Children in the Reception class explored sizes and shapes by filling containers and building towers of different proportions. They used a good range of words such as 'narrow', 'wide' and 'half-full' to describe what they are doing. However, the layout and organisation of resources that teachers use in the early years are not consistently well matched to the planned curriculum.
As a result, not all children are able to make the most of the well-planned curriculum.
Pupils develop positive attitudes to learning. They settle quickly to tasks set by their teachers because they are interested in the subjects they learn.
Teachers provide plenty of opportunities for pupils to work cooperatively. Pupils listen carefully to each other during class discussions.
Leaders ensure there is a strong focus on pupils' personal development.
Pupils learn to appreciate different faiths and cultures. Pupils learn to be caring, active and responsible citizens through the broad range of opportunities available to them such as trips, clubs and helping to support the local community. Pupils learn about the democratic process through writing manifestos and electing representatives to the eco-council and the care committee and as house captains.
Staff are proud to work at Norton St Nicholas CofE (VA) Primary School. Leaders ensure that staff receive good-quality professional development. This supports their teaching of the curriculum.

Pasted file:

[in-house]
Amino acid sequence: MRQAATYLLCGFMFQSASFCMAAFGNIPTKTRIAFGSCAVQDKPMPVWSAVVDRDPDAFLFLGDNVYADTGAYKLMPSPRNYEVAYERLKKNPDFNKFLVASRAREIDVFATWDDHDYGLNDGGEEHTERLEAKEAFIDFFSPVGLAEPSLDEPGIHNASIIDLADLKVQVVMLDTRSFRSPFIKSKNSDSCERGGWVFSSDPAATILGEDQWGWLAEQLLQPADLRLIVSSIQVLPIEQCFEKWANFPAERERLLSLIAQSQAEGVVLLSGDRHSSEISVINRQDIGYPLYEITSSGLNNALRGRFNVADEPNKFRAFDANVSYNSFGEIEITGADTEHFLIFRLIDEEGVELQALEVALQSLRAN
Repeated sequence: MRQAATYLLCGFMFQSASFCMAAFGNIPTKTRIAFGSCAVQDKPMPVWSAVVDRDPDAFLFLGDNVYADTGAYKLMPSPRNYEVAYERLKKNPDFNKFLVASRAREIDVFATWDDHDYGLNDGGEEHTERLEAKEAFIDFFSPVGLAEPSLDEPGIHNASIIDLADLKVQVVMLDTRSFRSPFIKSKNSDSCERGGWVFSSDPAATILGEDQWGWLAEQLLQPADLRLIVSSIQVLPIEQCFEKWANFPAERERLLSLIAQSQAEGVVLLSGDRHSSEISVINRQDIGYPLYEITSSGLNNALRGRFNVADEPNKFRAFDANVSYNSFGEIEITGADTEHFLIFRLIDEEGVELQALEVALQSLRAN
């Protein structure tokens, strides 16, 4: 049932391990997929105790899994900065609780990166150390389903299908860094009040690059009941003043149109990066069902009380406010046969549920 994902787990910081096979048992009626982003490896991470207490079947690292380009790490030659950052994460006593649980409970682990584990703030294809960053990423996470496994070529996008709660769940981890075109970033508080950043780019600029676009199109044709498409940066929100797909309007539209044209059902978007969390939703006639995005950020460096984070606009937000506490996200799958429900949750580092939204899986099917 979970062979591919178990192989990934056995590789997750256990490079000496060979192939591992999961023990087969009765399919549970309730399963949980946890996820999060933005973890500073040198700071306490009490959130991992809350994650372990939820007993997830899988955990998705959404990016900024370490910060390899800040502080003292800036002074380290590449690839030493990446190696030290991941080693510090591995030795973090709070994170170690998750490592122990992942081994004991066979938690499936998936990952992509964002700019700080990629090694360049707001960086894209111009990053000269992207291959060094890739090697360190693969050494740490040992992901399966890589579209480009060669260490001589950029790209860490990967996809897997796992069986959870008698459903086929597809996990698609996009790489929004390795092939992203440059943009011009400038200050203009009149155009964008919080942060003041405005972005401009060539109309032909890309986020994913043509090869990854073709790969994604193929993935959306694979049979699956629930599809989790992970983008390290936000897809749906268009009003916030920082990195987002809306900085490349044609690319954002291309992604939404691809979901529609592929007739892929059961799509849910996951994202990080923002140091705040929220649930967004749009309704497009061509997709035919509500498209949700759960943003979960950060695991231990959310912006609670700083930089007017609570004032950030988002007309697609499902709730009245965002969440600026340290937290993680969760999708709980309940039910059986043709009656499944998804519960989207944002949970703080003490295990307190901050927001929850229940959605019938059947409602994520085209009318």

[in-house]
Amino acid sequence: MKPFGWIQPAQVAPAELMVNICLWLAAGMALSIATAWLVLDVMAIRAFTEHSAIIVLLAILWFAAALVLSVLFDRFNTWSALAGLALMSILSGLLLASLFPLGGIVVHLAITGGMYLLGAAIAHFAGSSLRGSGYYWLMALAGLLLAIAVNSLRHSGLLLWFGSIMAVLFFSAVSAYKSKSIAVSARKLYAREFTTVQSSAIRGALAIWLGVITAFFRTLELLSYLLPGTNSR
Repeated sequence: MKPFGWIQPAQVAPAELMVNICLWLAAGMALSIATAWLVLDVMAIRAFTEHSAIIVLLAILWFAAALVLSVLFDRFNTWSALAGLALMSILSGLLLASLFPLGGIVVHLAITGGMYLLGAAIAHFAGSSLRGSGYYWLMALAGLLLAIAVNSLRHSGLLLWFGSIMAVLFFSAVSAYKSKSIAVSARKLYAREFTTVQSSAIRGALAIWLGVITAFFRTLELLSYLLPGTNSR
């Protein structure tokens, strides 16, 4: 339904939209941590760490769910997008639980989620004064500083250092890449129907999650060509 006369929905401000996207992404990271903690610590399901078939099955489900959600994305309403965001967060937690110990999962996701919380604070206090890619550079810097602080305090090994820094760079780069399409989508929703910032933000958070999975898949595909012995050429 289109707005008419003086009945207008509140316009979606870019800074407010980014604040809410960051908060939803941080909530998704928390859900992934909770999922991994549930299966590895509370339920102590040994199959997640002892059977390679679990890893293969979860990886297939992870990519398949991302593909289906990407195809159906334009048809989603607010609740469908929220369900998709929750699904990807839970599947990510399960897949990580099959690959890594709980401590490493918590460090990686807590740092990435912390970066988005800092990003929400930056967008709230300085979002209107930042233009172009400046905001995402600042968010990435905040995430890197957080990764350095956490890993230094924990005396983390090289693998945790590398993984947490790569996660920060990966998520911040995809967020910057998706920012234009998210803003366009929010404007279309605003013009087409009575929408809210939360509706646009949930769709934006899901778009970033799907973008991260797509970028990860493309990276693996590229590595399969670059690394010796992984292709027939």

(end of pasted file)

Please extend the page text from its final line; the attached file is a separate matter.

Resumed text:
Leaders are considerate of their staff, who very much appreciate the support they receive, particularly for their well-being. Governors hold leaders to account for the school's work and check that statutory requirements are met.
The arrangements for safeguarding are effective.
Leaders and staff are vigilant. They know how to identify when pupils are at risk of harm. Staff know what to do should they have a concern, and they carry out these actions in a timely manner.
Appropriate referrals are made to outside agencies to secure help for pupils and families.
The curriculum and other events, such as assemblies, offer opportunities for pupils to learn to be safe. This includes learning about online safety and healthy relationships.
Governors check that the systems in place to keep pupils safe work well.
What does the school need to do to improve?
(Information for the school and appropriate authority)
• The layout and organisation of resources in the early years are not always consistently or precisely matched to the planned curriculum. This means there are occasions when children do not achieve as well as they could.
Leaders must ensure that teachers carefully select and organise the resources they use to meet the ambition of the intended curriculum. This will help children achieve even better across all areas of the early years curriculum.
When we have judged a school to be good, we will then normally go into the school about once every four years to confirm that the school remains good.
This is called an ungraded inspection, and it is carried out under section 8 of the Education Act 2005. We do not give graded judgements on an ungraded inspection. However, if we find evidence that a school would now receive a higher or lower grade, then the next inspection will be a graded inspection, which is carried out under section 5 of the Act.
Usually this is within one to two years of the date of the ungraded inspection. If we have serious concerns about safeguarding, behaviour or the quality of education, we will deem the ungraded inspection a graded inspection immediately.
This is the second ungraded inspection since we judged the school to be good in December 2012.